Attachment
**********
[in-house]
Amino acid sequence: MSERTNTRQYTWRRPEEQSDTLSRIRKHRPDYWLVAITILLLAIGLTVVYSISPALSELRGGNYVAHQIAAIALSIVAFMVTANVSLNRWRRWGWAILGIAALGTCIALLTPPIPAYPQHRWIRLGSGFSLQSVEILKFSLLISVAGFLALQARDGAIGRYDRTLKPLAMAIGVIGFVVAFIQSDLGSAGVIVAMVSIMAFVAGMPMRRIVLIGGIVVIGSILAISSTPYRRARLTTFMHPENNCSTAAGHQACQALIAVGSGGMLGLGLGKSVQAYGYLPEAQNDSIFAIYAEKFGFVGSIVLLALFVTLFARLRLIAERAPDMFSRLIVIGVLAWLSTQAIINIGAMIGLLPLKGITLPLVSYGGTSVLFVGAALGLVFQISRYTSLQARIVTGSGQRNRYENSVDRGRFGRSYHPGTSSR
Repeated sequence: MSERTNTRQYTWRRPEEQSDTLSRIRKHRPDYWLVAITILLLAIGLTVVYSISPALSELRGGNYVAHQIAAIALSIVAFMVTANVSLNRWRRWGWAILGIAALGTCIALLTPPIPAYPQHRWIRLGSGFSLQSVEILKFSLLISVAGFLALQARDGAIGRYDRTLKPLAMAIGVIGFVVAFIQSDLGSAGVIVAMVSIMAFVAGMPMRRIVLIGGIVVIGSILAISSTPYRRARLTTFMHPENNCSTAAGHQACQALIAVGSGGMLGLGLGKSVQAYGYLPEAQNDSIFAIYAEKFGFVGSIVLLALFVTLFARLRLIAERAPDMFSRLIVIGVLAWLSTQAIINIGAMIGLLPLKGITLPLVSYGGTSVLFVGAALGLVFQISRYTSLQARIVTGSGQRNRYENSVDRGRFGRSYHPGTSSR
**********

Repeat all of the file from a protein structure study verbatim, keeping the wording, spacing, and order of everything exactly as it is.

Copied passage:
[in-house]
Amino acid sequence: MSERTNTRQYTWRRPEEQSDTLSRIRKHRPDYWLVAITILLLAIGLTVVYSISPALSELRGGNYVAHQIAAIALSIVAFMVTANVSLNRWRRWGWAILGIAALGTCIALLTPPIPAYPQHRWIRLGSGFSLQSVEILKFSLLISVAGFLALQARDGAIGRYDRTLKPLAMAIGVIGFVVAFIQSDLGSAGVIVAMVSIMAFVAGMPMRRIVLIGGIVVIGSILAISSTPYRRARLTTFMHPENNCSTAAGHQACQALIAVGSGGMLGLGLGKSVQAYGYLPEAQNDSIFAIYAEKFGFVGSIVLLALFVTLFARLRLIAERAPDMFSRLIVIGVLAWLSTQAIINIGAMIGLLPLKGITLPLVSYGGTSVLFVGAALGLVFQISRYTSLQARIVTGSGQRNRYENSVDRGRFGRSYHPGTSSR
Repeated sequence: MSERTNTRQYTWRRPEEQSDTLSRIRKHRPDYWLVAITILLLAIGLTVVYSISPALSELRGGNYVAHQIAAIALSIVAFMVTANVSLNRWRRWGWAILGIAALGTCIALLTPPIPAYPQHRWIRLGSGFSLQSVEILKFSLLISVAGFLALQARDGAIGRYDRTLKPLAMAIGVIGFVVAFIQSDLGSAGVIVAMVSIMAFVAGMPMRRIVLIGGIVVIGSILAISSTPYRRARLTTFMHPENNCSTAAGHQACQALIAVGSGGMLGLGLGKSVQAYGYLPEAQNDSIFAIYAEKFGFVGSIVLLALFVTLFARLRLIAERAPDMFSRLIVIGVLAWLSTQAIINIGAMIGLLPLKGITLPLVSYGGTSVLFVGAALGLVFQISRYTSLQARIVTGSGQRNRYENSVDRGRFGRSYHPGTSSR